Turkey-backed Syrian rebel fighters ride on vehicles at the border town of Tel Abyad, Syria.Khalil Ashawi / Reuters

Turkey had to have seen this coming.

Granted, it didn’t feature in the phone call last week where Turkey’s President Recep Tayyip Erdoğan informed his American counterpart of his intent to launch an offensive against the Kurds in northeastern Syria, resulting in the retreat of U.S. forces from the region; the advance of Syrian, Russian, and Turkish forces into the void; the flight of tens of thousands of civilians; and the stirrings of a reborn Islamic State.

But the morning after the call, the threat to “totally destroy and obliterate the Economy of Turkey” cropped up like clockwork on Twitter, Donald Trump’s preferred venue for such taunts. It was a predictable response from a president who, over the past three years, has repeatedly demonstrated resistance to using force and skepticism about any diplomatic endeavor that doesn’t involve his personal negotiating skills. In economic sanctions he has found a sweet spot between the slog of diplomacy and the steep price of military action. They satisfy his hankering for economic leverage that can be ratcheted up and down as he pursues deals. In the case of Turkey’s incursion into Syria, however, the hard limits of that happy medium are currently on vivid display.

Sanctions have been a tool of government policy at least since ancient Greece, but financial, travel, and other sophisticated penalties that first emerged during the George W. Bush administration have proliferated under Trump. Among the U.S. government’s 32 active sanctions programs are exceptionally severe sanctions regimes with exceedingly ambitious objectives, such as coercing North Korea’s dictator into giving up his nuclear-weapons arsenal, Iran’s supreme leader into renouncing his nuclear pursuits and malicious activities in the Middle East, and Venezuela’s authoritarian leader into ceding power and ushering in democracy.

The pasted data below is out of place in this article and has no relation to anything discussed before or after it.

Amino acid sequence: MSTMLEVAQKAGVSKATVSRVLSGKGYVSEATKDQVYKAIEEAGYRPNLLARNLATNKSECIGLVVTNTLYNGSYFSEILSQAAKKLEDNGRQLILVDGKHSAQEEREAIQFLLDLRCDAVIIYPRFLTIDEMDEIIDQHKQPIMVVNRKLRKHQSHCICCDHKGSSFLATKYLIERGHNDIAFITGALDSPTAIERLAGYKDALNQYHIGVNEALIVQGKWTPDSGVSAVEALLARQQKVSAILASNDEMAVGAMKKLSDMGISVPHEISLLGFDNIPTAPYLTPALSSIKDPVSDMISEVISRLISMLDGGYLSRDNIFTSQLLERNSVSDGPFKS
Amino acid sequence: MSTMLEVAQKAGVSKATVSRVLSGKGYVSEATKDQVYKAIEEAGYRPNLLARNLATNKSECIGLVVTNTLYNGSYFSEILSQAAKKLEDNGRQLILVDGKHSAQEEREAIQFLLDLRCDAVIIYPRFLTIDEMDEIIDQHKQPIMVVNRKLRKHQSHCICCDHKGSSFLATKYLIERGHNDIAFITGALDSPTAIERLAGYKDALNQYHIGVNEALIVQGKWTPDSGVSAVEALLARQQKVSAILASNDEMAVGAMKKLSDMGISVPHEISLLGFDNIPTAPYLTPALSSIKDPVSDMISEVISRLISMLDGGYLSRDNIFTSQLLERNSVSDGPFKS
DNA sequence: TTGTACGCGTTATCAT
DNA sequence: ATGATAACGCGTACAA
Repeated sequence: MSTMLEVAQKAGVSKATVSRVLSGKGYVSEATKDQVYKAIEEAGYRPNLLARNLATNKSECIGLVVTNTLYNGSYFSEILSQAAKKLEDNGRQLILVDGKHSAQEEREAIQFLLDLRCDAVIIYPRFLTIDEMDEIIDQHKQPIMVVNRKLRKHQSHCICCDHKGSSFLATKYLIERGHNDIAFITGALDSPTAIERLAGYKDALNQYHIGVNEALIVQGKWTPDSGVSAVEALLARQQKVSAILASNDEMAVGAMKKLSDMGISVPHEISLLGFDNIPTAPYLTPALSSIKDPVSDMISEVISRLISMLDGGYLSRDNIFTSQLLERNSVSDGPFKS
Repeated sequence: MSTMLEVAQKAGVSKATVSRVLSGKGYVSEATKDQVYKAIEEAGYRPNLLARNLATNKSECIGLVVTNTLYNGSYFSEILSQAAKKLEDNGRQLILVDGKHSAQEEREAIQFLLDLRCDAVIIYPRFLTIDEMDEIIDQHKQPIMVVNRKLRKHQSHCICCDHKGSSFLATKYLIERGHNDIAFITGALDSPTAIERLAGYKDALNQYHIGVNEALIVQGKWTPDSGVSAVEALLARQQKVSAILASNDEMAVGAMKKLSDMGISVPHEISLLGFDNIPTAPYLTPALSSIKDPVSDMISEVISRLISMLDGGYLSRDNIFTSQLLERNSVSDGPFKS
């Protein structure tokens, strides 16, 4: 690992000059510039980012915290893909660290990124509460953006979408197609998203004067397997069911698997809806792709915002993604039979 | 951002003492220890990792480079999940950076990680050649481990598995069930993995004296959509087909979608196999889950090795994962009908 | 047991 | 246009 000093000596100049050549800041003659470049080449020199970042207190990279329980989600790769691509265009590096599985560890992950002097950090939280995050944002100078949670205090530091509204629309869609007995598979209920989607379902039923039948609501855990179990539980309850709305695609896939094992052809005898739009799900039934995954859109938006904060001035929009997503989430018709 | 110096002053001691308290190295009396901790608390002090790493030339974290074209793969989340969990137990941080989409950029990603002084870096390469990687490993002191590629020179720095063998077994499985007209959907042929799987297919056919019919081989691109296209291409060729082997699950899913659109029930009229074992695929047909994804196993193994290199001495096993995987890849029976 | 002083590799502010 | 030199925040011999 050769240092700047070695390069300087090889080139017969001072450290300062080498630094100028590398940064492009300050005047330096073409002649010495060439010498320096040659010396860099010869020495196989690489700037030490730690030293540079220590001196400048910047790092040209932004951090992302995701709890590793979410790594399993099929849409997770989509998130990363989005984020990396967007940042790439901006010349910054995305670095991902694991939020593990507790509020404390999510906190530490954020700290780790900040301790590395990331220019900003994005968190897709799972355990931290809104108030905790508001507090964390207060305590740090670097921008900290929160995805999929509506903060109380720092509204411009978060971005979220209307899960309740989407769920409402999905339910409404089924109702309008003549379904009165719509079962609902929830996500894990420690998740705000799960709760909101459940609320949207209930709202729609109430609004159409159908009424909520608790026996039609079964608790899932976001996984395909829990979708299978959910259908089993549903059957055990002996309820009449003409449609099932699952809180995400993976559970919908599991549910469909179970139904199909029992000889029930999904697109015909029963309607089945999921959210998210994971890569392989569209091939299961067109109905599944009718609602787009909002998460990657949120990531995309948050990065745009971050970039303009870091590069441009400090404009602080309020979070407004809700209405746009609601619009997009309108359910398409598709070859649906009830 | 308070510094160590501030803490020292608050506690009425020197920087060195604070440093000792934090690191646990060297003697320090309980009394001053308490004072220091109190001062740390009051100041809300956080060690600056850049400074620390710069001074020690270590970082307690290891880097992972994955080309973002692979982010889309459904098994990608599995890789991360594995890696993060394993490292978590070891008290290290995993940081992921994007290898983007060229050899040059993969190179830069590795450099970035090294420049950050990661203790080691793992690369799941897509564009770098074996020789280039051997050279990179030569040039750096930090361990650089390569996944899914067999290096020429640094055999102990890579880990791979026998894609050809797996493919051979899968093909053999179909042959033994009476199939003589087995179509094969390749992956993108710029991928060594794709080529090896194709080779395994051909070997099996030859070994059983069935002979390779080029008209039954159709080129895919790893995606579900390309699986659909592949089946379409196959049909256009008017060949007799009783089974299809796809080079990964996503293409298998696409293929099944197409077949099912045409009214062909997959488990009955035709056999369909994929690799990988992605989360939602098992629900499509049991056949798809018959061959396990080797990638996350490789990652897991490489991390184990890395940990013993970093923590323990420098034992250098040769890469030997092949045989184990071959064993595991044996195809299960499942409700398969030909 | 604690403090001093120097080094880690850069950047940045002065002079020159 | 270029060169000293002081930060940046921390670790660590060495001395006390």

This has, in short, become the Trump administration’s one consistent move when confronted with the world’s most complex problems: squeeze countries economically while staying open to dialogue and offering to release the economic vise if they mend their ways. The administration has proved adept at the squeeze, but more inept when it comes to changing behavior. It has so far failed to achieve its desired outcomes in Iran, North Korea, Venezuela, and now Syria.

Ahead of launching its military operation against the Kurds, the Turkish government was acquainted with this approach not just from observing Trump, but also from its own brush with the tactic. Last year Trump slapped sanctions on two Turkish officials and raised steel and aluminum tariffs on the country as part of an effort to pressure Ankara into releasing the imprisoned American pastor Andrew Brunson. The measures contributed to a precipitous drop in the value of Turkey’s currency and ultimately to Brunson being freed.

Clearly, though, the prospect of Trump repeating the Brunson play wasn’t enough to keep Erdoğan in check this time around, as U.S. officials themselves have acknowledged. The Turkish government would “tell you with complete confidence that nothing that we did, one way or the other, was going to deter the Turks from what they wanted to do in this case,” a senior Trump administration official said on Monday while briefing reporters on the condition of anonymity. Erdoğan didn’t have to call Trump’s bluff; Trump was already showing his hand.

Erdoğan, in fact, may have priced in the possibility of economic retaliation in deciding to proceed with his offensive in Syria.

The Turkish president probably anticipated U.S. sanctions, Soner Cagaptay, a Turkey scholar at the Washington Institute for Near East Policy and the author of the new book Erdogan’s Empire, told me. But Erdoğan and Trump have a good rapport, even an apparent “political man crush on each other” as like-minded “strongmen presidents,” he noted. And Erdoğan expects Trump to ultimately “save the relationship,” such as when the U.S. president held back last summer on imposing congressionally mandated sanctions on Turkey over the NATO member’s purchase of a Russian missile-defense system.

“Erdoğan is betting on that once again: that Trump will prevent devastating sanctions against Turkey’s economy and military following the incursion,” said Cagaptay.